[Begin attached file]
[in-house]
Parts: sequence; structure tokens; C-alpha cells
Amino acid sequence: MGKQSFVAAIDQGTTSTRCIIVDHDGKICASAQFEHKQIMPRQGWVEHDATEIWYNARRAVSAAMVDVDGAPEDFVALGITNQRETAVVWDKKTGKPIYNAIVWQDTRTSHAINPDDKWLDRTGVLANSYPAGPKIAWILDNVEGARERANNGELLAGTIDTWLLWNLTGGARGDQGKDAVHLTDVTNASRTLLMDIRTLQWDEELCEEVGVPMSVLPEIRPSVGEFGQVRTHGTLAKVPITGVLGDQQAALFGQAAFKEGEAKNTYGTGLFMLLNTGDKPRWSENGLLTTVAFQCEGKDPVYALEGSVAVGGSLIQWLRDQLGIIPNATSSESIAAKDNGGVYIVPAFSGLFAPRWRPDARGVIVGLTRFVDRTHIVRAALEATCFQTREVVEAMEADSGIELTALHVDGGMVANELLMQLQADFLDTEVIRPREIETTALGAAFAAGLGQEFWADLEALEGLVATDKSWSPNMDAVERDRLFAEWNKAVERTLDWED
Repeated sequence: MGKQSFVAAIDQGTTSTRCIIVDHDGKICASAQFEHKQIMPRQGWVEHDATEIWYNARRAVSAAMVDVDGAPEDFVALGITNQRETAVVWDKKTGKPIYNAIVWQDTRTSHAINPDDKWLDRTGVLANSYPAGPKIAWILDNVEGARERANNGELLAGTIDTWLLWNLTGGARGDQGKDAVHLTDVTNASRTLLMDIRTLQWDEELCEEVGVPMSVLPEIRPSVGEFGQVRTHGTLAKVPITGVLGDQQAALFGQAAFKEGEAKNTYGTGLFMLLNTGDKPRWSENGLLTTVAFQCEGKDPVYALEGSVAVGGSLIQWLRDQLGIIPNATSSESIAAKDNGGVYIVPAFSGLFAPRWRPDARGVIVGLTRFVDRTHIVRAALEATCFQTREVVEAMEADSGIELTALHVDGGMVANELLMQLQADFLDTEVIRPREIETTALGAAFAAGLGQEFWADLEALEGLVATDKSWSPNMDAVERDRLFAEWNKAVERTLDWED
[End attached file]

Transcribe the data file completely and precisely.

[in-house]
Parts: sequence; structure tokens; C-alpha cells
Amino acid sequence: MGKQSFVAAIDQGTTSTRCIIVDHDGKICASAQFEHKQIMPRQGWVEHDATEIWYNARRAVSAAMVDVDGAPEDFVALGITNQRETAVVWDKKTGKPIYNAIVWQDTRTSHAINPDDKWLDRTGVLANSYPAGPKIAWILDNVEGARERANNGELLAGTIDTWLLWNLTGGARGDQGKDAVHLTDVTNASRTLLMDIRTLQWDEELCEEVGVPMSVLPEIRPSVGEFGQVRTHGTLAKVPITGVLGDQQAALFGQAAFKEGEAKNTYGTGLFMLLNTGDKPRWSENGLLTTVAFQCEGKDPVYALEGSVAVGGSLIQWLRDQLGIIPNATSSESIAAKDNGGVYIVPAFSGLFAPRWRPDARGVIVGLTRFVDRTHIVRAALEATCFQTREVVEAMEADSGIELTALHVDGGMVANELLMQLQADFLDTEVIRPREIETTALGAAFAAGLGQEFWADLEALEGLVATDKSWSPNMDAVERDRLFAEWNKAVERTLDWED
Repeated sequence: MGKQSFVAAIDQGTTSTRCIIVDHDGKICASAQFEHKQIMPRQGWVEHDATEIWYNARRAVSAAMVDVDGAPEDFVALGITNQRETAVVWDKKTGKPIYNAIVWQDTRTSHAINPDDKWLDRTGVLANSYPAGPKIAWILDNVEGARERANNGELLAGTIDTWLLWNLTGGARGDQGKDAVHLTDVTNASRTLLMDIRTLQWDEELCEEVGVPMSVLPEIRPSVGEFGQVRTHGTLAKVPITGVLGDQQAALFGQAAFKEGEAKNTYGTGLFMLLNTGDKPRWSENGLLTTVAFQCEGKDPVYALEGSVAVGGSLIQWLRDQLGIIPNATSSESIAAKDNGGVYIVPAFSGLFAPRWRPDARGVIVGLTRFVDRTHIVRAALEATCFQTREVVEAMEADSGIELTALHVDGGMVANELLMQLQADFLDTEVIRPREIETTALGAAFAAGLGQEFWADLEALEGLVATDKSWSPNMDAVERDRLFAEWNKAVERTLDWED